Maui’s Roads Less Traveled

“The clearest way into the universe is through a forest wilderness.”
– John Muir, Naturalist

Waipoli Road begins just southeast of Kula, Maui, off the Kekaulike Highway (377) at mile marker 9.  It takes you up the slope of Haleakalā, to the summit ridge of Maui’s massive 10,023 foot dormant volcano. 

The ten mile road is steep, bumpy, and dominated by switchback turns. Its surface devolves from macadam  to single lane paved, to gravel then graded dirt.  At times it is so treacherous the forest service will block off the last 2 unpaved miles leading to the crater. 

About 6,200 feet above sea level, situated in the magnificent 21,000 acre Kula Forest Reserve, is Polipoli Springs State Park. Amidst towering trees this Upcountry park offers nearly ten acres of recreational area and amazing views of the Maui lowlands and the neighboring islands of Lana‘i and Kaho‘olawe.

Located in the cloud line thousands of feet above sea level and often fog-bound Polipoli includes a maze of crisscrossing hiking and biking trails that require you to be alert to “false trails.” For many Mauians, the reserve’s greatest attractions are wild pig and pheasant hunting and, between May and July, picking tasty Methley Plums. 

Dense with exotic native Hawaiian trees such as plum, cypress, sugi, and ash, Polipoli is noted for its mature forest of redwoods, some standing over 100 feet tall and nearly six feet wide at the base!

From January 23 to February 5, 2007, a wildfire burned about 2,300 acres of forested lands within Kula Forest Reserve. In terms of size and intensity, this wildland fire event was one of the most devastating to have occurred in Hawaii for many decades.

The burn area was dominated by mature closed canopy forest composed primarily of pines, cypresses, and redwoods. Approximately 1,800 acres were so badly burned there was little remaining live vegetation. Further damage from a severe storm in December, 2007, closed the area for several months while the State, with the help of community volunteers, cleared and secured trails, seeded over 1,250 acres of mountainside with grass mix, and planted 132,572 tree seedlings.

It will take decades to completely erase the fire and storm damage, but the aggressive efforts undertaken by the State have already returned life to the affected areas. The Kula Reserve Forest remains a Maui treasure.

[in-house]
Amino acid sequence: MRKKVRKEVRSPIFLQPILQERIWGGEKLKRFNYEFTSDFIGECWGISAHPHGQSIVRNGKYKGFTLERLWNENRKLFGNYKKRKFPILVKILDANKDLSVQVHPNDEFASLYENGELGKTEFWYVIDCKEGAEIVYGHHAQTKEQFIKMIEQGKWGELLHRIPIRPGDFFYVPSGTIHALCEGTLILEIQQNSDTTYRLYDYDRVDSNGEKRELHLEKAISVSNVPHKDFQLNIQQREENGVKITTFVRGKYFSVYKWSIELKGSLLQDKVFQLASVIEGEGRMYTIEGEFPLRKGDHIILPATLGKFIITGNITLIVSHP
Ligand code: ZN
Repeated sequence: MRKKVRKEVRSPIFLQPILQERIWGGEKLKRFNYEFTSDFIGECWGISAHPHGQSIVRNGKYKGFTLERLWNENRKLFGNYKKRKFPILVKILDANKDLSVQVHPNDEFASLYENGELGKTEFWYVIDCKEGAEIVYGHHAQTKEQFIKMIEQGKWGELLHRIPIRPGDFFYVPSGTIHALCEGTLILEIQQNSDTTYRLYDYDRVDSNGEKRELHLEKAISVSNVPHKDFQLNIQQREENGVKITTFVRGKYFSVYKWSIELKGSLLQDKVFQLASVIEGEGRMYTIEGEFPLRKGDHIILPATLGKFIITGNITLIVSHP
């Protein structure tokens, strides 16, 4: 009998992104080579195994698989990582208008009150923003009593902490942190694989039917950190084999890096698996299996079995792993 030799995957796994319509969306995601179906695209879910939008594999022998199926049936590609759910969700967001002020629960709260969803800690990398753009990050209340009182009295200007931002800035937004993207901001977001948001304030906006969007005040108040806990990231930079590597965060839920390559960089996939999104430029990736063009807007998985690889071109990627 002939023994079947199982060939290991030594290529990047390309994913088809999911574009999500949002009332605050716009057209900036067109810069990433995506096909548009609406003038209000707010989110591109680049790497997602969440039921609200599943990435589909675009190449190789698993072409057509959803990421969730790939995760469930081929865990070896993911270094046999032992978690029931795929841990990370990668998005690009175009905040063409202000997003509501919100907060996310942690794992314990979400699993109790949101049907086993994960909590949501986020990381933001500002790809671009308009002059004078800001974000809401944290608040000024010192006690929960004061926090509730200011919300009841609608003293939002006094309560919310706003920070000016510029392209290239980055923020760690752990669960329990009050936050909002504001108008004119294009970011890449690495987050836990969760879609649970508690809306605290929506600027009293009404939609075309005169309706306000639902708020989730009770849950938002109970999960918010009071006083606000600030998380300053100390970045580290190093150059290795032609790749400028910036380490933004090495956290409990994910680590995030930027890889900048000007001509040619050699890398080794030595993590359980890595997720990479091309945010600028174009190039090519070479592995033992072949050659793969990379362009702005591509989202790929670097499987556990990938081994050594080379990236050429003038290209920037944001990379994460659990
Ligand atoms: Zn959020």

Maui’s Waipoli Road truly transports you to another world!

(Advisory: Polipoli Spring State Park is remote, wet, and cold. It rains frequently. You need rain gear and warm clothing. And remember that hikers share the trails with mountain bikers.)


5 responses to “Maui’s Roads Less Traveled

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  2. Where does the road lead after Polipoli? I drove there today in a mustang and turned around at Polipoli because I was unsure how much farther I could go, and what it would lead to….Polipoli was dead and quite eerie!

  3. Great piece, Alexis! I love Poli Poli. One thing that’s important to mention though, is that many of the trees in Poli Poli maybe have become naturalized to the region, but they are not native as you mention above. Cypress, plum, sugi pine, and ash have all been introduced post-human contact to the islands.

    Another notable tidbit: the redwoods of Poli Poli were planted by the Civilian Conservation Corps (aka Roosevelt’s Tree Army) in the 30s, an initiative that came as a part of the New Deal. The CCC’s reforestation program was responsible for more than half the reforestation, public and private, accomplish in the nation’s history. I just recently found out that my grandfather was a part of the CCC, and my mother gave me his CCC ring this year for Christmas. Check out my holiday blog post to see a picture of it:

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